What moms wear, and why they should not be wearing that
By Susan Wagner on December 14, 2008
BlogHer Original Post
I am continuously fascinated by the way the idea of dressing like a mom polarizes people. Celebrity moms are criticized in the media (including on blogs, by commenters and bloggers alike) both for being TOO dressed up when they're out with the kids and for schlepping when they're out with the kids. For non-celebrity moms, schlepping is a badge of honor; worn out, ill-fitting clothing shows that you put your children first and yourself last, while a manicure and a pair of nice shoes is seen as selfish.
But who made up this silly rule that being the mom required looking frumpy all the time?
Dressing like a mom has become synonymous with giving up -- wearing clothes that don't fit properly because they are "practical" or "comfortable" rather than looking for clothes that are flattering and -- dare I say it? -- pretty. What Not To Wear's Clinton Kelly and Stacy London constantly remind participants that properly fitted, attractive clothing can be just as practical and comfortable as that three-sizes-too-big sweat shirt you stole from your husband and the faded yoga pants you're pairing it with. In fact, clothes that fit well and look good are MORE attractive and MORE practical than the ill-fitting yoga pants, because they are designed for your actual body and are versatile enough to go everywhere.
And yet, Moms resist this because they don't want to seem selfish.
Dressing up when you're a mom -- and by "dressing up" I don't mean swanking it up in a Chanel suit and some Jimmy Choos, I mean putting on pants that are not meant for yoga and shoes that are not made for gardening -- is seen as shortchanging your kids; moms who are spending that much money on their clothes and that much time getting ready in the morning are clearly neglecting their children. So really, you're better off giving up! At least when it comes to your appearance.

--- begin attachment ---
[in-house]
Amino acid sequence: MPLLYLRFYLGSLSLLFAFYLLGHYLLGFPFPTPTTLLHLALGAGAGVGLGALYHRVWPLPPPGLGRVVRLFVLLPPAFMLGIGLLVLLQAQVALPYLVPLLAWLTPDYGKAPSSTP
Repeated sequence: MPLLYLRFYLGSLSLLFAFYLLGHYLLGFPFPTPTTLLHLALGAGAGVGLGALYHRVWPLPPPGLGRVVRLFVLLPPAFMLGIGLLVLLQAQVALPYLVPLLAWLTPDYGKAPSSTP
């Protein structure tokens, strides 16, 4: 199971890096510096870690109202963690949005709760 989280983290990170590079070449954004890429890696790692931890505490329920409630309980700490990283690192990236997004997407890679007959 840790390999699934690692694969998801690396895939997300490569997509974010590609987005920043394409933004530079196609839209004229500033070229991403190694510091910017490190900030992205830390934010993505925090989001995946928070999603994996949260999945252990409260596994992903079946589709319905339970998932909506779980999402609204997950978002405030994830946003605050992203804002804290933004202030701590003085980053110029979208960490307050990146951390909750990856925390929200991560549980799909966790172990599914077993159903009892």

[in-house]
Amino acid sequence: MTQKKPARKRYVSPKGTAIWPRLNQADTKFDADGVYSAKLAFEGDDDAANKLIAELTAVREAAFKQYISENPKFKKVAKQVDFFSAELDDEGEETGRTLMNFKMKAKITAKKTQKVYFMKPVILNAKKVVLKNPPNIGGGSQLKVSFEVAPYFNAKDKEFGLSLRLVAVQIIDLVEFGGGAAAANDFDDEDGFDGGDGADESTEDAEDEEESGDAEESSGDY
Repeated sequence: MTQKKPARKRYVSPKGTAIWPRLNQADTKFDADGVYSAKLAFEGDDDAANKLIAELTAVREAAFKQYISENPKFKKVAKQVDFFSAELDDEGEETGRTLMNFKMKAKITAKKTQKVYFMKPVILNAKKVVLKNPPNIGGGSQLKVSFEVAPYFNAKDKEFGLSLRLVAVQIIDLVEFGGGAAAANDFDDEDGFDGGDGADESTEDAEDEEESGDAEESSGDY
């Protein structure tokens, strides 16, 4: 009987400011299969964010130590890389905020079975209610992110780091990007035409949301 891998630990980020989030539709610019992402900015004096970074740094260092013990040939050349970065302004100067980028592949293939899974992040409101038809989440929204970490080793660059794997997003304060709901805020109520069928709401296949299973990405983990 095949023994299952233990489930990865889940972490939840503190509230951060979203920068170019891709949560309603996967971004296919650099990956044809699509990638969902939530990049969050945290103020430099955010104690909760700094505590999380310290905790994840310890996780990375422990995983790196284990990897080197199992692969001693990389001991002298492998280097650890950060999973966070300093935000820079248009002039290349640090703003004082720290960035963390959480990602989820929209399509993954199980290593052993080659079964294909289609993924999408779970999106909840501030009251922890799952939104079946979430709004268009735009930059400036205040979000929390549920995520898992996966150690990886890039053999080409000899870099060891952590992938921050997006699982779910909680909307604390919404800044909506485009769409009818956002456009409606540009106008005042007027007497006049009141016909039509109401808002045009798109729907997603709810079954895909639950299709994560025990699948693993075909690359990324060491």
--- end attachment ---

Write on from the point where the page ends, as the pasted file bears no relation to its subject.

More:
I don't buy that for a moment.
There's no reason your clothes can't fit properly and flatter your figure, even if you are in that phase of your Mom life where you are wearing primarily yoga pants and t-shirts because your days consist of diapers and feedings and drool. Past the diapers-and-drool phase? Then stop dressing like a walking burp cloth. Wear pretty shoes and a great sweater and some nice dark-rinse, mid-rise jeans. Wearing clothes that don't flatter you doesn't make you a better mom -- it just makes you look like someone who doesn't care enough to choose clothes that fit.
Worried about the price of looking nice? Great clothes don't have to cost a fortune. Katie Holmes is pictured here in a trench from NY and Company; it retailed for under $100. Target has great chic pieces that are perfect for moms on the go -- including yoga pants, which are perfectly fine as long as they fit right. And Old Navy is a fantastic go-to for practical, pretty classics at a low price point.
I'm not the only one who thinks that being a mom should not be synonymous with embodying frump; there are a slew of blogs devoted to ending the Mom Jeans mentality. Jae at How Not to Dress Like a Mom is doing her best to point moms in the right style direction, with an entire blog devoted to avoiding the Mom Jeans look. Dirty Fingernails at Back Away from the Mom Jeans has tips and tricks and deals for moms trying to be stylish and modest all at once. And Leah at No Mom Jeans! is working her way back into her pre-baby jeans, rather than giving up and getting her Mom Jeans on.
Finally, Oprah and Stacy London have compiled their Denim Dos and Don'ts (and see the list of related jeans stories at the bottom left of the photo gallery).
Photo of Katie Holmes courtesy of People.com.
More Like This
Recent Posts by Susan Wagner
Most Popular on BlogHer
There’s no better vehicle to bring the family together than the Chevy Traverse. It’s the ultimate family vehicle, and the inspiration behind the tales that these bloggers are sharing about those special moments spent with their families. Check out the posts to see just how different, and, in many ways, the same, family time is nowadays as compared to when the bloggers were younger. Read more